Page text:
Bishapur: important Sasanian city in Iran, founded by king Shapur I, and built by Roman POWs.
The third relief at Bishapur's Tang-e Chowgan has five horizontal registers. Like reliefs one and two, it was made for the Sasanian king Shapur I (r.241-272), and like two other monuments on the north side of the river, it was damaged when an aqueduct of stone was constructed along the rock. This was removed in the 1970s.
In the center, we see Shapur's triple victory, which was also the theme of the second relief at Bishapur, and is depicted in Naqš-e Rustam too. Underneath the king's horse, we see the Roman emperor Gordian III, who was killed in 244; elsewhere, we recognize Philippus Arabs, who was made emperor by Shapur; and to the left, we see the captured Valerian. These figures are very damaged, but it is obvious that the design is a copy of the relief at Naqš-e Rustam.
To the left and right, all kinds of people are approaching. The horsemen in the middle register are more elaborated than those in the upper and lower registers. Probably, those in the center are courtiers and officers. Because there are so many horsemen, it has been suggested that this relief represents a special equestrian victory, but this is unlikely. The same composition - cavalry to the left, infantry to the right - can be seen on the second relief at Bishapur.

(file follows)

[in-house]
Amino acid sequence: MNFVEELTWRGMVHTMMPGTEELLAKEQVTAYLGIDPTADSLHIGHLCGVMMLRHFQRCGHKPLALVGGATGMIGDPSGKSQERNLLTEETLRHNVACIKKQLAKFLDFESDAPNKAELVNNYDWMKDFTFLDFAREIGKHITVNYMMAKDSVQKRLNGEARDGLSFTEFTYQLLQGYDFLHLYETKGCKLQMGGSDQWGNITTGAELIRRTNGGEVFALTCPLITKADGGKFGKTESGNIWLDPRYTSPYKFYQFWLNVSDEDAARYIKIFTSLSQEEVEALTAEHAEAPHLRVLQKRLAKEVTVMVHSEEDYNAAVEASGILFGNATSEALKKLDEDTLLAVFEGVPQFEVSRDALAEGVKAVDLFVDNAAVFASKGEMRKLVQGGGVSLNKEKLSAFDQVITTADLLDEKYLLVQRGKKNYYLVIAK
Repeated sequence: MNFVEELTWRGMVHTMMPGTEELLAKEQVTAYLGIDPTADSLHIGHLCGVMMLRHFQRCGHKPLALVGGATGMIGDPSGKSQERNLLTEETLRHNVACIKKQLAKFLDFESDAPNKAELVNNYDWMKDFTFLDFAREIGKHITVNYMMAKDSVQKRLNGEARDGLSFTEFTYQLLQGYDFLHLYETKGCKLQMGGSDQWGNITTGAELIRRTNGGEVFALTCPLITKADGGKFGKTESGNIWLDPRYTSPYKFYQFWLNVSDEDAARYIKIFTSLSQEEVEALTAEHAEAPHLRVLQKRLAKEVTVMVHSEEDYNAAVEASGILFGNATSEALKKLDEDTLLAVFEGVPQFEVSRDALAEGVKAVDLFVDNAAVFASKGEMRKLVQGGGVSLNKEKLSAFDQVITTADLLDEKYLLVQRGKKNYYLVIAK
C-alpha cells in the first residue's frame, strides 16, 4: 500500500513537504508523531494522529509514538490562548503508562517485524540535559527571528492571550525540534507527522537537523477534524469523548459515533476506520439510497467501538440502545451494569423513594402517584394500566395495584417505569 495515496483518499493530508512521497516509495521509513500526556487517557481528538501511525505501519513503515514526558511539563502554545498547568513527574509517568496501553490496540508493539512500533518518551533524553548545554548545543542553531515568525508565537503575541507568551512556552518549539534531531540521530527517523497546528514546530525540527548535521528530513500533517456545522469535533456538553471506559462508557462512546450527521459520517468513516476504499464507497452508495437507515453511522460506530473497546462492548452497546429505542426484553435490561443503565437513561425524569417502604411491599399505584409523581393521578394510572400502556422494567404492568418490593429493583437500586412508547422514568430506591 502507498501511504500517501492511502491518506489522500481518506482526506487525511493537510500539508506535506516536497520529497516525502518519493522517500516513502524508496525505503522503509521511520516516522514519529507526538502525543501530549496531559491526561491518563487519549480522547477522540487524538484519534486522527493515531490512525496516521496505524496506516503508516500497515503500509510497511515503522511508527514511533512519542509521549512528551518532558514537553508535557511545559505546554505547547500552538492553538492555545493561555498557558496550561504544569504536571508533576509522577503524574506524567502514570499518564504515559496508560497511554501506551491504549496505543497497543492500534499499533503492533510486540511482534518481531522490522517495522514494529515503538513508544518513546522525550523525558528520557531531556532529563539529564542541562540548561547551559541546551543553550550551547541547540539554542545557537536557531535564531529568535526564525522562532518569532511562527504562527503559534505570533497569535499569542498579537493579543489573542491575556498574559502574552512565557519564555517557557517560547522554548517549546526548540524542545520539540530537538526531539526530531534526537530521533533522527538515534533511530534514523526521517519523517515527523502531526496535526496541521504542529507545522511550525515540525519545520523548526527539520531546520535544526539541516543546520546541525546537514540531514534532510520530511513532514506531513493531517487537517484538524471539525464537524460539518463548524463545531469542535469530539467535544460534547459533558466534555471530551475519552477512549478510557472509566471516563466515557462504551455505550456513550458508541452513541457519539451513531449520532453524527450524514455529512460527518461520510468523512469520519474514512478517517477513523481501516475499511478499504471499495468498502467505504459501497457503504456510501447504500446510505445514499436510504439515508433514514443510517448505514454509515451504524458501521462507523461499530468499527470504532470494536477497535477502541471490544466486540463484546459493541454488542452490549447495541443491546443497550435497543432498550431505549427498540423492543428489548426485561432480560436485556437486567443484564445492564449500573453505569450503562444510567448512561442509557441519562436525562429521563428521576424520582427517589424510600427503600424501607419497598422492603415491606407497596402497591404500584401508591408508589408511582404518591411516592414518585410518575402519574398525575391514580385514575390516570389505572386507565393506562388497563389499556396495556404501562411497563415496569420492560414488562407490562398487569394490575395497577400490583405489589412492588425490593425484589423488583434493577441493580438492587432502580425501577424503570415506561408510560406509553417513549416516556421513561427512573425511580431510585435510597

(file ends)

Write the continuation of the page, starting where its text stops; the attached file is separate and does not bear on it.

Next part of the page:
The infantry carry the tribute that was paid by Shapur's enemies. This is not only Roman tribute, because we can discern an elephant, which suggests a victory against the Yuezhi nomads or Kushans of Gandara, the valley of the river Kabul. The Persians took Peshawar and carried away a precious religious object, Buddha's begging bowl. Was it brought to Bishapur?
In the fourth and fifth register, we see other people carrying tribute. These men have been identified with Romans, although their dress is a bit unusual: some have trousers. If they are Romans, they may have been Gauls, or people from the German provinces. Theirs must have been a fascinating story!
Finally, it must be noted that there is an element of archaism in this relief. The motif of people bringing tribute was old, and it is possible that the sculptor was reminded of earlier, Achaemenid art (e.g. on the famous eastern stairs stairs of the Apadana at Persepolis).
Louis Vanden Berghe, Reliefs rupestres de l' Iran ancien (1983 Brussels), #61.